hours might endanger his eligibility for Social Security benefits. Ramdeen Deposition at 117,
125. It is by no means clear that this can constitute a request for accommodation under the
ADA, since it is not related to a health condition.
However, Ramdeen has also alleged that he told Rowe that he needed more time “for
things to register,” because of his head injury. I recognize that Rowe has testified that this
conversation never took place. Nevertheless, Ramdeen’s allegations – if believed – would
constitute a request for accommodation. In deciding a motion for summary judgment, I cannot
credit Rowe’s testimony over Ramdeen’s. I also note that, as mentioned above, Rowe’s
testimony differs somewhat from that given by Scannapieco, relating to what she told him.
The ADA prohibits an employer from retaliating against an employee for opposing
practices prohibited by that statute. 42 U.S.C. §12203(a). As in employment law, a prima facie
case of ADA retaliation is made by showing that (1) the plaintiff engaged in a protected activity;
(2) the employer was aware of this activity; (3) the employer took adverse action against the
plaintiff; and (4) a causal connection existed between the protected activity and the adverse
action, or, in other words, that a retaliatory motive played a part in the adverse employment
action. Krouse v. American Sterilizer Co., 126 F.3d 494, 502 (3d Cir. 1997). Unlike a plaintiff
in an ADA discrimination case, a plaintiff in a retaliation case need not establish that he is
actually disabled. Id. Ramdeen has alleged that Trihop retaliated against him for seeking an
Trihop argues that Ramdeen will not be able to show a retaliatory motive. Retaliatory
motive, or animus, can be shown by either direct or indirect evidence. See O’Brien v. Person
Directed Supports, Inc., Civ. A. No. 09-2629, 2010 WL 3656066 at *5 (E.D. Pa. Sep. 14, 2010),
and Burton v. MBNA America Bank, N.A., Civ. A. No. 03-915, 2005 WL 1463533 at *4 (D.
Del. 2005), citing Kachmar v. Sungard Data Systems, Inc., 109 F.3d 173, 178-9 (3d Cir. 1997)
and Robinson v. SEPTA, 982 F.2d 892 (3d Cir. 1993).
If Ramdeen’s version of events is credited, he will be able to show that the criticism of
his work began within minutes or hours after he requested an accommodation, and that he was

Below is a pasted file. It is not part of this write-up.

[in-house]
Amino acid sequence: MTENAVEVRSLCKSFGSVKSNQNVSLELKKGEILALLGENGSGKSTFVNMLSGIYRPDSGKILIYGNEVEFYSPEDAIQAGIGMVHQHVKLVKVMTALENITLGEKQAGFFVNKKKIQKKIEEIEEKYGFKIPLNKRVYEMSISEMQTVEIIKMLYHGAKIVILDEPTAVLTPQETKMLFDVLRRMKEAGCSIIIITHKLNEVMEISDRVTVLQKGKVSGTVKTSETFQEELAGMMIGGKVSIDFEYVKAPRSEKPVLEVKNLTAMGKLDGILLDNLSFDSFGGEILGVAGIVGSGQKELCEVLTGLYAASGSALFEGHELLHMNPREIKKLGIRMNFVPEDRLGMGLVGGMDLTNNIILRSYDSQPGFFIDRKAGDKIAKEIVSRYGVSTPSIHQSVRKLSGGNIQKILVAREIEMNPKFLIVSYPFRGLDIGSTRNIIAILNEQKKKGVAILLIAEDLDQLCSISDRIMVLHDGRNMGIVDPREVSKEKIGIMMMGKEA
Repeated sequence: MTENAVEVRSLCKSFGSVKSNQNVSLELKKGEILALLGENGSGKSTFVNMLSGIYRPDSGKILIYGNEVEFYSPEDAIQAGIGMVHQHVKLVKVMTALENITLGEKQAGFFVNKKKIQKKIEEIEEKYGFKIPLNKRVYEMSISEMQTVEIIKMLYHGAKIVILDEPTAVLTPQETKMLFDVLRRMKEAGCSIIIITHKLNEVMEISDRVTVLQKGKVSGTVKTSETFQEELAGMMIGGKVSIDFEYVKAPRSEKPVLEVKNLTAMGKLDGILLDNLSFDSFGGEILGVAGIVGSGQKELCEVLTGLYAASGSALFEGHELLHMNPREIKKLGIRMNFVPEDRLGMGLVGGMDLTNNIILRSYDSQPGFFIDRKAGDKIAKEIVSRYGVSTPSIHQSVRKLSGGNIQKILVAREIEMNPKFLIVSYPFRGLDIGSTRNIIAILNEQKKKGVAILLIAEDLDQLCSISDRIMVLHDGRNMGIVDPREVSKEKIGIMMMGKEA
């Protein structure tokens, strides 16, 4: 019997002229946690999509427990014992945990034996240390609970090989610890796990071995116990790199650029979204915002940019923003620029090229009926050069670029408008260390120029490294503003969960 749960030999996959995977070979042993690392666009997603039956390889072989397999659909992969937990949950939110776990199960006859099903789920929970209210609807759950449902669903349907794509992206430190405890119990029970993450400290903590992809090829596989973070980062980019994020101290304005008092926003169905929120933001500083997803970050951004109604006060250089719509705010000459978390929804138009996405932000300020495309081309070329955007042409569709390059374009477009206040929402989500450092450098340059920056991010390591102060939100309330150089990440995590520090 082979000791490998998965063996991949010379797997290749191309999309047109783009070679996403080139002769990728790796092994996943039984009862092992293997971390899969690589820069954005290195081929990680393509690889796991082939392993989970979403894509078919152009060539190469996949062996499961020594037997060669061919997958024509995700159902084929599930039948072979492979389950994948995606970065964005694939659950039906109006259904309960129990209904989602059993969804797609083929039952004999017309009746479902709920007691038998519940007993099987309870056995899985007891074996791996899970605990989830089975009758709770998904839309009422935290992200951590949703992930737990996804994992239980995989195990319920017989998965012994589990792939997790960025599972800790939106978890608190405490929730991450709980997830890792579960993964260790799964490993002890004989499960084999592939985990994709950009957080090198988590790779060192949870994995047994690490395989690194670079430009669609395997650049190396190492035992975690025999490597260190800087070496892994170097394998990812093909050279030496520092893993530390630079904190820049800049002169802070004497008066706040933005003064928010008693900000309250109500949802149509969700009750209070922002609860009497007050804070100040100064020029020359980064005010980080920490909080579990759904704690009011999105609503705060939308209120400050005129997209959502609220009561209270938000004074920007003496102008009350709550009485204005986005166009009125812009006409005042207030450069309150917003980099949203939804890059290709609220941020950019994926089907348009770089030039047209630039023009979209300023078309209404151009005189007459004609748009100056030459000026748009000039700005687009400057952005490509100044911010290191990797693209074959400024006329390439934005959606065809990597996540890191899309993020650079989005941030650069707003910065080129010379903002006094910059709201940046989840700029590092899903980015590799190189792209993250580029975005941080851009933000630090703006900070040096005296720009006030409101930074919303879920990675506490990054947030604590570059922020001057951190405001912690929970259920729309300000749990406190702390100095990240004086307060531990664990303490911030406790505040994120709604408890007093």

terminated within the day. This would constitute the unusually suggestive timing which is a
valid way to show indirect evidence of retaliatory motive. See Krouse, supra. Thus, summary
judgment is inappropriate on this claim.
Under the ADA, punitive damages are available when the plaintiff demonstrates that the
defendant engaged in a discriminatory practice with “malice” or “reckless indifference.” 42
U.S.C. §1981a(b)(1) (2000). “Malice” and “reckless indifference” in this context refer not to the
egregiousness of the defendant’s conduct but rather to its knowledge that it may be acting in
violation of federal law. Alexander v. Riga, 208 F.3d 419,431 (3d Cir. 2000); Berkowitz v.
Oppenheimer Precision Products, Inc., Civ. A. No. 13-4917, 2014 WL 5461515 at *9 (E.D. Pa.
Oct. 28, 2014).
Trihop argues that, even if Ramdeen can prove that Rowe was aware of his disability, and
of the anti-discrimination law, “there is not a shred of evidence that she perceived her actions
could violate federal law.” Memorandum in Support of Motion at 18. However, it also claims
that Rowe “was familiar with the employee handbook [which proscribed discrimination] and was
responsible for its implementation. Id. at 17. If that is the case, then a jury which found that
Rowe was aware of Ramdeen’s disability and fired him because of it, could conclude that she
was aware that her actions might be wrongful. Thus, although it is far from clear that Ramdeen
will be able to prove a right to punitive damages, the claim cannot be dismissed at this stage.
Trihop has pointed out, however, that punitive damages are not available in an ADA
retaliation case. Greineder v. Masonic Homes, Civ. A. No. 13-2376, 2014 WL 1632143 at *4
(E.D. Pa. Apr. 23, 2014). Nor are they available under the PHRA. Hoy v. Angelone, 691 A.2d
476, 483 (Pa. Super. 1997). Ramdeen concedes that he will not seek punitive damages on claims
brought under these laws.
For the reasons set forth above, the undersigned will enter an Order denying the motion
of Trihop 69th Street, d/b/a IHOP for summary judgment.
BY THE COURT
/s/Jacob P. Hart
JACOB P. HART
UNITED STATES MAGISTRATE JUDGE